It was, I thought, a truly beautiful evening. The sun stood on the horizon, still casting down enough golden light for us to see. The campground was empty of people, nobody interested in camping here at the moment. Rutted tracks were visible in the ground, where people had driven up to the campsite. Dark patches where people had put up their tents. Evidence that this had been a popular place, once. Now, it was empty and quiet.
It was a gloriously bright, sunny day in Nineveh. The sky had just enough clouds in it to provide a bit of shade and keep the temperature cool. This far south and west of Lake Ontario, the snow and winter had not been as rough, the city shielded by the Catskills. The flowers had begun to blossom, and a riot of color adorned the planters, matched in brilliance if not organization by the wildflowers growing by the lakeside, on the other side of the road.
Cassandra Hirosata frowned into the mirror. The expression was a good one. She was starting to learn her mother’s secret. The hard eyes, the expression that said she knew exactly what was wrong with someone’s soul, all of their darkest secrets. She didn’t need to actually know the secrets. They just had to believe she did.
“Again? You stupid bitch! You burn the food again?! What, you were too busy shooting up to pay attention to the smell of smoke? I spend all day working my ass off, and you fucking burn dinner?! Can’t you do anything right?!”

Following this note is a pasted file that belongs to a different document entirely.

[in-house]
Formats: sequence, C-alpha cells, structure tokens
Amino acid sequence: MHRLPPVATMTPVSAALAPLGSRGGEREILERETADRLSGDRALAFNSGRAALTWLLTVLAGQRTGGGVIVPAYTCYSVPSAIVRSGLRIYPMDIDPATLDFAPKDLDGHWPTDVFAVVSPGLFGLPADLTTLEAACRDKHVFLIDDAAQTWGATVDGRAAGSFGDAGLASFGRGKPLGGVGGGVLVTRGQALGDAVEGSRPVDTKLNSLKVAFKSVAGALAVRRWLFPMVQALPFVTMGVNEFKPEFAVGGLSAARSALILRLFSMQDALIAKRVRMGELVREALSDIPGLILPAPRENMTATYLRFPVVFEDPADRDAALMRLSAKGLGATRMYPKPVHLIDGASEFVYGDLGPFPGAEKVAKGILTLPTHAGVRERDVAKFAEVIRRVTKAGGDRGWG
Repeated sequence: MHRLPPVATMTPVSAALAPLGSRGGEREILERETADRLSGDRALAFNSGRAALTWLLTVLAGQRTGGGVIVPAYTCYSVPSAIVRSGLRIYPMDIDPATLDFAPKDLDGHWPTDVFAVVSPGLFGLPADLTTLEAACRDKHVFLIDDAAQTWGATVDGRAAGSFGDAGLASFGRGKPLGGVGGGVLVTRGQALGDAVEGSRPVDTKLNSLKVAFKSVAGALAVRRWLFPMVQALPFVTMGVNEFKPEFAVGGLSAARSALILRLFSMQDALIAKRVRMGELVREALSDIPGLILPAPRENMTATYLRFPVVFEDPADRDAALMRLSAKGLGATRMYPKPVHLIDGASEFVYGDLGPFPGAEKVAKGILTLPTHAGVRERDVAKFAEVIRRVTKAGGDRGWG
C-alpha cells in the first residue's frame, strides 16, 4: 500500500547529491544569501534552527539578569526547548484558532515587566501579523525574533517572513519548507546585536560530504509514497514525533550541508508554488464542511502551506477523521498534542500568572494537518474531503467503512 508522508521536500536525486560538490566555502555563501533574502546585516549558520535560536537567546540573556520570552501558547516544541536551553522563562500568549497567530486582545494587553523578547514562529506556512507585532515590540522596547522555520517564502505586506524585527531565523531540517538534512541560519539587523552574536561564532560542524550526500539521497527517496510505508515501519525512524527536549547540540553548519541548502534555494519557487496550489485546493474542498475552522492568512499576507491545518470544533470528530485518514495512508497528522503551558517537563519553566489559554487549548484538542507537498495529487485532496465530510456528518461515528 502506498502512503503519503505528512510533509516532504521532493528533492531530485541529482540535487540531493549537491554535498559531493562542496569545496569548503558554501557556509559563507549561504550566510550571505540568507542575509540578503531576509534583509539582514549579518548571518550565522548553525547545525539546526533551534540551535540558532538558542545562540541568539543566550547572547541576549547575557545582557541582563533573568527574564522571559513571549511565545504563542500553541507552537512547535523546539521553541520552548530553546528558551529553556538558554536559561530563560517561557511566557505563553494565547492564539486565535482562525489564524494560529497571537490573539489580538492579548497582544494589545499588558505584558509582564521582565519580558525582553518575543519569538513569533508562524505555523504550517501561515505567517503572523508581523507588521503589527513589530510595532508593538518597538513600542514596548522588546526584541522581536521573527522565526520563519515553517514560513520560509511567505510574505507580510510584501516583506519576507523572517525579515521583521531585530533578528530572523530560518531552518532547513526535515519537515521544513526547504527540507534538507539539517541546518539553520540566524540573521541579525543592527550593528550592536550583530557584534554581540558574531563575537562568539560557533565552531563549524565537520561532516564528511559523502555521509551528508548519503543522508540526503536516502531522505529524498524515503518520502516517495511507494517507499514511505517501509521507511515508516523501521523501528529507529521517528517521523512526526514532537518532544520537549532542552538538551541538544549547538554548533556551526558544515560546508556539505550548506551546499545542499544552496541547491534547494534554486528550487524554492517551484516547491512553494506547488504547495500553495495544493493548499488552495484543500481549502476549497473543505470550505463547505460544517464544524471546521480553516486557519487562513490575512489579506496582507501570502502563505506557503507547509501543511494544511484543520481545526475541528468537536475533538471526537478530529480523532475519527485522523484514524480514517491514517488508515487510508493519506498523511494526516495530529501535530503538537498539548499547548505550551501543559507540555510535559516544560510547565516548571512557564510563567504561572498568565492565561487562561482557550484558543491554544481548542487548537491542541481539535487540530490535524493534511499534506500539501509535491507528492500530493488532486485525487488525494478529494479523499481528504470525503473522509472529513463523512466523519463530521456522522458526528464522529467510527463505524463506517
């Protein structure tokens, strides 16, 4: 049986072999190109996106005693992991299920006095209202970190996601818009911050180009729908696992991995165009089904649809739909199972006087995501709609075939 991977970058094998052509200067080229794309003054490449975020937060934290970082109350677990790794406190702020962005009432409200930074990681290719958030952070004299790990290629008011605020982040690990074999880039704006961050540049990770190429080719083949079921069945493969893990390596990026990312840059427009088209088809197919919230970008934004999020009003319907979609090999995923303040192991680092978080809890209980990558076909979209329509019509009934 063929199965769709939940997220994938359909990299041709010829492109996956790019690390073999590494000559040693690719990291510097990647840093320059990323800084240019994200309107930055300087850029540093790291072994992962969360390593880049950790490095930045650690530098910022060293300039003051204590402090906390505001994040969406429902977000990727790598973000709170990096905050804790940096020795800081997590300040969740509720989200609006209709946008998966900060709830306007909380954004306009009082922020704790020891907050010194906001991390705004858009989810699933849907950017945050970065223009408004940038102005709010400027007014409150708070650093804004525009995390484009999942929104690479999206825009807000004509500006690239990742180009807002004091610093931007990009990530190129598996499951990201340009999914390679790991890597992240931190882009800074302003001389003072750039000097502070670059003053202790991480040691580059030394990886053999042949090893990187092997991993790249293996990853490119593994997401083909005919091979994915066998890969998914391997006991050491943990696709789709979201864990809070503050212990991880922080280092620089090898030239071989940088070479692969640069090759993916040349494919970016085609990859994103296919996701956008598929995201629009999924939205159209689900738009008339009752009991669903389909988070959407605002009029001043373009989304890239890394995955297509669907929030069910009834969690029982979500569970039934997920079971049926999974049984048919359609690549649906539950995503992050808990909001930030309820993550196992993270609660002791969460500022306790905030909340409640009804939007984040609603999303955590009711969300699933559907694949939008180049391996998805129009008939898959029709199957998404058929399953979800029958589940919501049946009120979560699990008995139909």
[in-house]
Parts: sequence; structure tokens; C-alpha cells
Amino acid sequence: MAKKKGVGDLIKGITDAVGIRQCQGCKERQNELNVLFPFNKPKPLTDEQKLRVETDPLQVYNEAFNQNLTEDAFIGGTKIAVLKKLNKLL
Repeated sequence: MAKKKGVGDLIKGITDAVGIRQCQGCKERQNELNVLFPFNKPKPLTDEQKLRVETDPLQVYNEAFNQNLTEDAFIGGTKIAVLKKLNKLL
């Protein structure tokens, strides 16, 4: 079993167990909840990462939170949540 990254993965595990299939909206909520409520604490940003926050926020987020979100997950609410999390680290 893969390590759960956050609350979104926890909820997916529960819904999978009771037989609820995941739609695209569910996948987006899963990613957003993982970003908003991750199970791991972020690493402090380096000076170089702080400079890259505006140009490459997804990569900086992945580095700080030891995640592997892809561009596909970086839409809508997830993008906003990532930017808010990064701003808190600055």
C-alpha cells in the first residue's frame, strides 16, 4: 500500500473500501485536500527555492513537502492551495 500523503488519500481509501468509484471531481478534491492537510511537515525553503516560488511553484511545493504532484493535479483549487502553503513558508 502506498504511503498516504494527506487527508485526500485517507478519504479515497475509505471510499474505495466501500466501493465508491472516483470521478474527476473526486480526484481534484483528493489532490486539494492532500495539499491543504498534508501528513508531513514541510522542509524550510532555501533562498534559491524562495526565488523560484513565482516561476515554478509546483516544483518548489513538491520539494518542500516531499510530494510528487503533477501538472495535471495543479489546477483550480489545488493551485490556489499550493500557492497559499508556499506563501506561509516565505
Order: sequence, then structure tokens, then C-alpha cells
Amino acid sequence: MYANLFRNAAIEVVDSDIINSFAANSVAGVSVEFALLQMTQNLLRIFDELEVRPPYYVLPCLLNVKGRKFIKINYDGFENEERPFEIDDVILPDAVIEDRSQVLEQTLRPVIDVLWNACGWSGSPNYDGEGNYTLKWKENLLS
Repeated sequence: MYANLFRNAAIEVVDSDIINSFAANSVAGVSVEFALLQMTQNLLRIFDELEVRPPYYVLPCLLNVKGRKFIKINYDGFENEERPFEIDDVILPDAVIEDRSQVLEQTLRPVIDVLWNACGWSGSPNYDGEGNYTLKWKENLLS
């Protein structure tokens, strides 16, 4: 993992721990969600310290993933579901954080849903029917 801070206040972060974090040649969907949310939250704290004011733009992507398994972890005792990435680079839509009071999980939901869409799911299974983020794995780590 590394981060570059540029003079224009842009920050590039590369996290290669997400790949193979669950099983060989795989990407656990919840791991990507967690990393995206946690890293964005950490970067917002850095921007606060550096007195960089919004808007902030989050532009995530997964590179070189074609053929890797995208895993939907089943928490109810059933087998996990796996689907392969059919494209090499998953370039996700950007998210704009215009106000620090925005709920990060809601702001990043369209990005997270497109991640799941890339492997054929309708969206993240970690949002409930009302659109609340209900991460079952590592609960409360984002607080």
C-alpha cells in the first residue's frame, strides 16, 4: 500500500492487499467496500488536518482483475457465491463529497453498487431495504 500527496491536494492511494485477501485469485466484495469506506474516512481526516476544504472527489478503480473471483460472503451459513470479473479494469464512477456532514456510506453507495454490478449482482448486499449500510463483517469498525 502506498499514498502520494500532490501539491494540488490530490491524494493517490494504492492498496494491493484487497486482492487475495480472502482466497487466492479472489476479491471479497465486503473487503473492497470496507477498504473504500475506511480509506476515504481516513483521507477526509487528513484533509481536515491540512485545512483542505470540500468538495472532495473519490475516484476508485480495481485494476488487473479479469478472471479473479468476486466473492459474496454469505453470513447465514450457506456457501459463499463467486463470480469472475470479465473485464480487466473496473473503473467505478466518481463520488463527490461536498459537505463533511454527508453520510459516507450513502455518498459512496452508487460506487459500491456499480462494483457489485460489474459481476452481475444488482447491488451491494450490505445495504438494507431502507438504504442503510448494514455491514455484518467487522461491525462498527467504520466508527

Cold rain splashed across my face. I gasped, opening my eyes, and tried to sit up. I was pinned down against a cot, rope drawn painfully tight around my wrists, my ankles, my waist, my neck. I could shift around a little bit, and that was all. I blinked in the low light. I looked to the side, and saw Mannfred in a similar situation, pinned to what looked, for all the world, like an operating table. Stacy stood over him. I thought it was Mannfred, at any rate. All of his clothes had been removed, leaving the disturbingly sexless white plastic mannequin there, a bullet hole through its head. She sighed as she studied me.
“At first, I thought it was some kind of biological weapon. 28 Days Later style. My dad built the bunker back in the 60s, and ever since that whole dream bullshit back in September, I’ve been refurbishing it. Went to sleep in it one night, woke up, and, pfft. Everyone gone. Whole world gone silent.” Stacy sighed. “But there were no traces of biological contaminants, nothing that showed up in the bunker’s filters. Then, I figured, maybe it was some kind of cosmological phenomenon. Like in that movie, Night of the Comet? Something gets introduced to Earth from space, some kind of chemical, bam, turns people into mannequins.”
Dolly stared daggers at my back.